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water softener replacement

 
 
vigeek
 
Reply Tue 2 Oct, 2007 06:52 pm
I currently have a Culligan water softener that is about 25 years old and I'm playing taps for it. I need to replace it and do not want to go the Culligan route again - too expensive. I need a basic reliable water softener for medium to light hardness. I was directed towards a supply company that sells MacClean water softeners. The particular one is 30000 grains which is plenty for the number of people in the house. The part number I was told was MCWS100ME, but I cannot find anything about that on the MacClean website.

Can anyone tell me about this brand and its reliability?
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Type: Discussion • Score: 1 • Views: 3,163 • Replies: 29
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H2O MAN
 
  1  
Reply Tue 2 Oct, 2007 08:34 pm
If you are on a budget I suggest you look for a new softener with either a Fleck or Clack control valve.
If you can afford to invest a bit more money, I suggest a new softener from EcoWater.
Either way - deal with a local independent H2O specialist.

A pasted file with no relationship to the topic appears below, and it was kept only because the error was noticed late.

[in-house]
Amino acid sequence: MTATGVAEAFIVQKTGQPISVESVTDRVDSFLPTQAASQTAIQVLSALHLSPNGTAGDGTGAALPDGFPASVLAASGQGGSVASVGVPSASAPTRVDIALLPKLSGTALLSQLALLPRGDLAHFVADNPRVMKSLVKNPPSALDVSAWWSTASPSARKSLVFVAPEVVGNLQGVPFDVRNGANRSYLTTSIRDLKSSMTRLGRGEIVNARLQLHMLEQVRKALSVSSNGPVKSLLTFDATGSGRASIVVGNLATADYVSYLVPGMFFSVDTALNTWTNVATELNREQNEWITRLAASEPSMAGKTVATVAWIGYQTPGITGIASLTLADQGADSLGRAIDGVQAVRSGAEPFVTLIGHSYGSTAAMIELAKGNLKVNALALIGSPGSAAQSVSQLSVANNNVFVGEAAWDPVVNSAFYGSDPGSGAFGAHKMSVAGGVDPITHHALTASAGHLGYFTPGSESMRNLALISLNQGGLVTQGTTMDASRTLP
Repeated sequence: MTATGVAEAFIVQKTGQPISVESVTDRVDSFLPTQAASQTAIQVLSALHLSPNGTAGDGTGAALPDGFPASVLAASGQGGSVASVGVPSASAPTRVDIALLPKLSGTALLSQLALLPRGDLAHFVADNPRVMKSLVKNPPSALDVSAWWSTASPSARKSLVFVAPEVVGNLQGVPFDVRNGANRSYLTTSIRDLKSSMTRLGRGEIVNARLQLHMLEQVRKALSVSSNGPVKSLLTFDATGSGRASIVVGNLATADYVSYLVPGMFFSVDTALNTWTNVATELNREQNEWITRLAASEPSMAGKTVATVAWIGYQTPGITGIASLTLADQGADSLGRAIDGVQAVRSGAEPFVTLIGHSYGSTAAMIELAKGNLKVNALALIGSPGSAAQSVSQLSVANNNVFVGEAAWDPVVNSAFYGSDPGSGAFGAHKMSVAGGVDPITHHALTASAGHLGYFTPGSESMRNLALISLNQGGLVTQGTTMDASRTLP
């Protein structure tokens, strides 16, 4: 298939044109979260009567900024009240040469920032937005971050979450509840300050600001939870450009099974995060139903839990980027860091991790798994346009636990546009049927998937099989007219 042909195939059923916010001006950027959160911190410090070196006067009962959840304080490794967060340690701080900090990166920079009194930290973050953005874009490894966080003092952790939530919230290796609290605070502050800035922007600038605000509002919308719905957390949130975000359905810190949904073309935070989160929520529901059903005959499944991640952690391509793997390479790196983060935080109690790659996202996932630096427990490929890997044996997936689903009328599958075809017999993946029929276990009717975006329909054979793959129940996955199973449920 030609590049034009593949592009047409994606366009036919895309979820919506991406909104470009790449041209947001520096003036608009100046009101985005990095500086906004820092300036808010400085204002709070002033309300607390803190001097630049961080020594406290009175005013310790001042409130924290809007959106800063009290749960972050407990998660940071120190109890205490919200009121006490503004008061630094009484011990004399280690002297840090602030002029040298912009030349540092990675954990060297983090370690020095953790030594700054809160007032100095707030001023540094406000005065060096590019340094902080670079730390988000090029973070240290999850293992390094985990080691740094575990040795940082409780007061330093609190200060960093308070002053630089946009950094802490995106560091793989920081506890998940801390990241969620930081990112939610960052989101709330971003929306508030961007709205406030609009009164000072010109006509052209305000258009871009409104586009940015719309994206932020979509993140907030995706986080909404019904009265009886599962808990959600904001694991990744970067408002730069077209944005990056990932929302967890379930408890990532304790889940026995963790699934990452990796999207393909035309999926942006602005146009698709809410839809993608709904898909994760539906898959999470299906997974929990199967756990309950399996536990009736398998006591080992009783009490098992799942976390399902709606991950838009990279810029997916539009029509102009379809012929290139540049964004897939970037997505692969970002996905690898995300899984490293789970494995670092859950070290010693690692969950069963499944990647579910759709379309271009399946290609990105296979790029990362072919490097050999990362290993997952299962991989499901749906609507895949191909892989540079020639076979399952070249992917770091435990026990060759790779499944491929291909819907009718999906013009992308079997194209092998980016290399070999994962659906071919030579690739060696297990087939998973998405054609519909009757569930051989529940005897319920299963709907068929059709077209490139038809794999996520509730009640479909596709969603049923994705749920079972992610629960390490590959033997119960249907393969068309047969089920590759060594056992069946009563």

HTH ~
0 Replies
 
Gary Slusser
 
  1  
Reply Wed 3 Oct, 2007 07:50 am
Re: water softener replacement
vigeek wrote:
I currently have a Culligan water softener that is about 25 years old and I'm playing taps for it. I need to replace it and do not want to go the Culligan route again - too expensive. I need a basic reliable water softener for medium to light hardness. I was directed towards a supply company that sells MacClean water softeners. The particular one is 30000 grains which is plenty for the number of people in the house. The part number I was told was MCWS100ME, but I cannot find anything about that on the MacClean website.

Can anyone tell me about this brand and its reliability?


That is a 1.0 cuft (30K) softener using a Clack WS-1 control valve. The Clack WS-1 is the best choice for a DIYer type person, male or female, that wants to be able to repair their own softener when needed. You'll pay substantially more for their softener than if you bought a correctly sized softener online with a Clack WS-1 control on it. If you don't want to install it yourself, hire a plumber for $200-$450 and you'll still save hundreds to a thousand or more of the local dealers' prices.
0 Replies
 
H2O MAN
 
  1  
Reply Thu 4 Oct, 2007 10:35 am
Support your local H2O specialist ~ support your local economy.

If you purchase drop shipped H2O equipment from a faceless online huckster be prepared to
be treated like a spore that grows into a mushroom after being kept in the dark and fed BS.
0 Replies
 
Andy CWS
 
  1  
Reply Fri 5 Oct, 2007 09:30 am
There is good and bad in every segment of the industry. I am speaking with bias as I work in a dealership, but my experience in water treatment is that being able to help the customer, sometimes at a moment's notice, is a great advantage.